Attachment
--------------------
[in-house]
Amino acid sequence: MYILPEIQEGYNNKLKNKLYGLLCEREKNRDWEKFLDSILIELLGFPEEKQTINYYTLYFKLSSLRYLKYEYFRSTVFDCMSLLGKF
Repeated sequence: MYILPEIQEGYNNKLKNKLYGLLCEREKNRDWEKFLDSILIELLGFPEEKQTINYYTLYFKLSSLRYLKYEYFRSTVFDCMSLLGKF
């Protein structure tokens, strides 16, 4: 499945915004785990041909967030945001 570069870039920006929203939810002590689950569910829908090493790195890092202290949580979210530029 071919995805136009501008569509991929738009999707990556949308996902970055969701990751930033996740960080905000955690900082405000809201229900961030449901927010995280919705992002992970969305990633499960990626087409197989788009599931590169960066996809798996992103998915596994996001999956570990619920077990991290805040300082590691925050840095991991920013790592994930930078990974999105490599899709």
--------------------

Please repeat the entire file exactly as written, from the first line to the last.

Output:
[in-house]
Amino acid sequence: MYILPEIQEGYNNKLKNKLYGLLCEREKNRDWEKFLDSILIELLGFPEEKQTINYYTLYFKLSSLRYLKYEYFRSTVFDCMSLLGKF
Repeated sequence: MYILPEIQEGYNNKLKNKLYGLLCEREKNRDWEKFLDSILIELLGFPEEKQTINYYTLYFKLSSLRYLKYEYFRSTVFDCMSLLGKF
């Protein structure tokens, strides 16, 4: 499945915004785990041909967030945001 570069870039920006929203939810002590689950569910829908090493790195890092202290949580979210530029 071919995805136009501008569509991929738009999707990556949308996902970055969701990751930033996740960080905000955690900082405000809201229900961030449901927010995280919705992002992970969305990633499960990626087409197989788009599931590169960066996809798996992103998915596994996001999956570990619920077990991290805040300082590691925050840095991991920013790592994930930078990974999105490599899709």